4. ^ a b c d e f g h "Bob Ray, beloved 5-term Iowa governor, dies at 89". Des Moines Register. Retrieved July 9, 2018. 
  5. ^ Robert D. Ray, webpage, retrieved December 31, 2009
  6. ^ Executive Orders of Governor Robert D. Ray, webpage, retrieved December 31, 2009
  7. ^ a b "Robert D. Ray, longtime Iowa governor, dies at 89". Politico. July 8, 2018. Retrieved July 8, 2018. 
  8. ^ Cristine Wilson Medal for Equality and Justice, webpage, retrieved December 31, 2009
  9. ^ Homes of Iowa Governors, webpage, retrieved December 31, 2009
  10. ^ "'He had to analyze everything'". QCTimes. Retrieved July 8, 2018. 
  11. ^ "Robert D. Ray". Iowa Heritage. Retrieved July 8, 2018. 
  12. ^ a b Walsh, Matthew. The Good Governor: Robert Ray and the Indochinese Refugees of Iowa (McFarland & Co, 2017)
  13. ^ "Former Iowa Governor Robert Ray dies at age 89". KETV. July 8, 2018. Retrieved July 8, 2018.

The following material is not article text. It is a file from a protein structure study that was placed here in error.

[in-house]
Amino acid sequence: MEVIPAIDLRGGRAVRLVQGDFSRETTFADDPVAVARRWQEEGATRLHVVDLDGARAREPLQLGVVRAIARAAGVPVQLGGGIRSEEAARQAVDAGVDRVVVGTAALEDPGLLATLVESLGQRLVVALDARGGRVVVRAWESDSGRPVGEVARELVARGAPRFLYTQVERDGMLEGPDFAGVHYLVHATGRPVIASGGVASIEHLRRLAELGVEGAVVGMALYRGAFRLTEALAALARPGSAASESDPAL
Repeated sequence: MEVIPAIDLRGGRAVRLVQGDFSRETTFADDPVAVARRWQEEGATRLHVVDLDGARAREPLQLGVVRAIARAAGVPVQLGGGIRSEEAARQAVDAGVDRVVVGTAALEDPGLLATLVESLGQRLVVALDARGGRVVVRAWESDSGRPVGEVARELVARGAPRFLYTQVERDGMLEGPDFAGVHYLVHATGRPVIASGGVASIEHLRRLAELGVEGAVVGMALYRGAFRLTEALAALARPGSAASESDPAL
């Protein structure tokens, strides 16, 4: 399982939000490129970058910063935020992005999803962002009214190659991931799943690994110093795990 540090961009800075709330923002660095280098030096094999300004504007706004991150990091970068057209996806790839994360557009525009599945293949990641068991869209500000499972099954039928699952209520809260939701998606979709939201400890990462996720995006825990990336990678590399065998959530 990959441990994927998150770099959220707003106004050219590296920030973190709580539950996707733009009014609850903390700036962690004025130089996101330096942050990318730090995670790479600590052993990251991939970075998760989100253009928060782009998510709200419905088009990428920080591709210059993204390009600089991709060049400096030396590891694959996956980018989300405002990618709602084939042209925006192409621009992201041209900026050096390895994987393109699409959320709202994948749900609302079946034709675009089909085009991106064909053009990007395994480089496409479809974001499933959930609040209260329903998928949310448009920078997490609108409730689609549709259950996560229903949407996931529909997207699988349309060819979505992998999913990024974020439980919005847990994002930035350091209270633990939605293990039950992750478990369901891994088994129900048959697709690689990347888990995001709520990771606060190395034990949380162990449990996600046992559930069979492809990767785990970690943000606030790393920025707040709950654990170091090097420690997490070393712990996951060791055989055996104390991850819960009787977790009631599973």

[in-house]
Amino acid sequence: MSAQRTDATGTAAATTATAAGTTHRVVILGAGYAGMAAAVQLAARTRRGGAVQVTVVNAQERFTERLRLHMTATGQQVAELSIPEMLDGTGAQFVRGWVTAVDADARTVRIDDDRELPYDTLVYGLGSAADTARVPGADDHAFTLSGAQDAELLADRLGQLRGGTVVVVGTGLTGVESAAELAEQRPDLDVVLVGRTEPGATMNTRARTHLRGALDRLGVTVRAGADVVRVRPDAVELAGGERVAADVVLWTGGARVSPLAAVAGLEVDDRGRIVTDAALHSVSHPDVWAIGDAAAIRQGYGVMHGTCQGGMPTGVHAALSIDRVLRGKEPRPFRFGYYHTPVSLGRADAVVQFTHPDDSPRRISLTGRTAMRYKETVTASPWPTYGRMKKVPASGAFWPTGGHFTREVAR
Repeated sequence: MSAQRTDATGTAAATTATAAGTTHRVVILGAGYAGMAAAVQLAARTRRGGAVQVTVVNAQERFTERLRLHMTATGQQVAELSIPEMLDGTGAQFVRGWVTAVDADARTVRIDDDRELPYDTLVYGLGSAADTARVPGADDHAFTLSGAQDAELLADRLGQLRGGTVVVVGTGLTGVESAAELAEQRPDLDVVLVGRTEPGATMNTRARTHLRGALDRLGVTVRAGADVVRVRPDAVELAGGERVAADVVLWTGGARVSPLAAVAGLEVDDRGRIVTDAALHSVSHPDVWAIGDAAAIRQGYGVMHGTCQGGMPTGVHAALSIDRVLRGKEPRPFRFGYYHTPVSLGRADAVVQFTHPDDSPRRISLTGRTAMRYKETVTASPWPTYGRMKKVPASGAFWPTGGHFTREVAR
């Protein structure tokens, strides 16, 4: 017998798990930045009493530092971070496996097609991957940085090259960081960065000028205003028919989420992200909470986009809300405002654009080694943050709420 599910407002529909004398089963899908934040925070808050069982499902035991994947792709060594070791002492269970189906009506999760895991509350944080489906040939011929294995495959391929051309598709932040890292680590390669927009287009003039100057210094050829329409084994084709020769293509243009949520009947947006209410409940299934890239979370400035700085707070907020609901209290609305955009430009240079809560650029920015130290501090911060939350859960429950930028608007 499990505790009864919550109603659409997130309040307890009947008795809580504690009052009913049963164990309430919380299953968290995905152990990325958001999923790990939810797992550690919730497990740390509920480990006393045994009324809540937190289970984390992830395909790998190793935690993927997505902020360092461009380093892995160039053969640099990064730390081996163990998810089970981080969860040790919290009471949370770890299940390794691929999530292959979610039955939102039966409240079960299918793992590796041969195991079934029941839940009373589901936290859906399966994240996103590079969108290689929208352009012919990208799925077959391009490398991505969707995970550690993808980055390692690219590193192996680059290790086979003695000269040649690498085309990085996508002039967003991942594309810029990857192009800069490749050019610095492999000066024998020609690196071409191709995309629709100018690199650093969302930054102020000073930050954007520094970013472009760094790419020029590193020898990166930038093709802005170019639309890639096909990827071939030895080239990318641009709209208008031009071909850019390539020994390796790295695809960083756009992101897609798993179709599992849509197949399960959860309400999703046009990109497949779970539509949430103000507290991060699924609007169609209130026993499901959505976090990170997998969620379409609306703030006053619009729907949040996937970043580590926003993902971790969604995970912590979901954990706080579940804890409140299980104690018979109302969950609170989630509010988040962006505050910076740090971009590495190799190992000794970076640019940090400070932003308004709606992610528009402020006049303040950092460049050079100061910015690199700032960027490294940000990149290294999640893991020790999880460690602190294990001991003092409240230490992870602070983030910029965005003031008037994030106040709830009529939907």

14. ^ a b c "Maria Pearson". Ameshistory. Retrieved July 8, 2018. 
  15. ^ Pearson, Maria D. (2000). "Give Me Back My People's Bones: Repatriation and Reburial of American Indian Skeletal Remains in Iowa". In G. Bataille; D.M. Gradwohl; C.L.P. Silet. Perspectives on American Indians in Iowa- An Expanded Edition. Iowa City: University of Iowa Press. pp. 131–141. 
  16. ^ Stateline Midwest, Vol. 18, No. 4, April 2009, p. 8, webpage, retrieved December 31, 2009
  17. ^ Iowa Profile, webpage, retrieved December 31, 2009
  18. ^ Annual Report of the National Coalition on Health Care, 2008 – 2009, webpage, retrieved December 31, 2009
Party political offices
Preceded by
William G. Murray
Republican nominee Governor of Iowa
1968, 1970, 1972, 1974, 1978
Succeeded by
Terry Branstad
Preceded by
Robert Bennett
Chair of the Republican Governors Association
1977–1978
Succeeded by
Otis R. Bowen
Political offices
Preceded by
Robert D. Fulton
Governor of Iowa
1969–1983
Succeeded by
Terry Branstad
Preceded by
Calvin L. Rampton
Chair of the National Governors Association
1975–1976
Succeeded by
Cecil D. Andrus
Preceded by
Arthur Davis
Mayor of Des Moines
Acting

1997
Succeeded by
Preston Daniels
Academic offices
Preceded by
Michael Ferrari
President of Drake University
Acting

1998–1999
Succeeded by
David Maxwell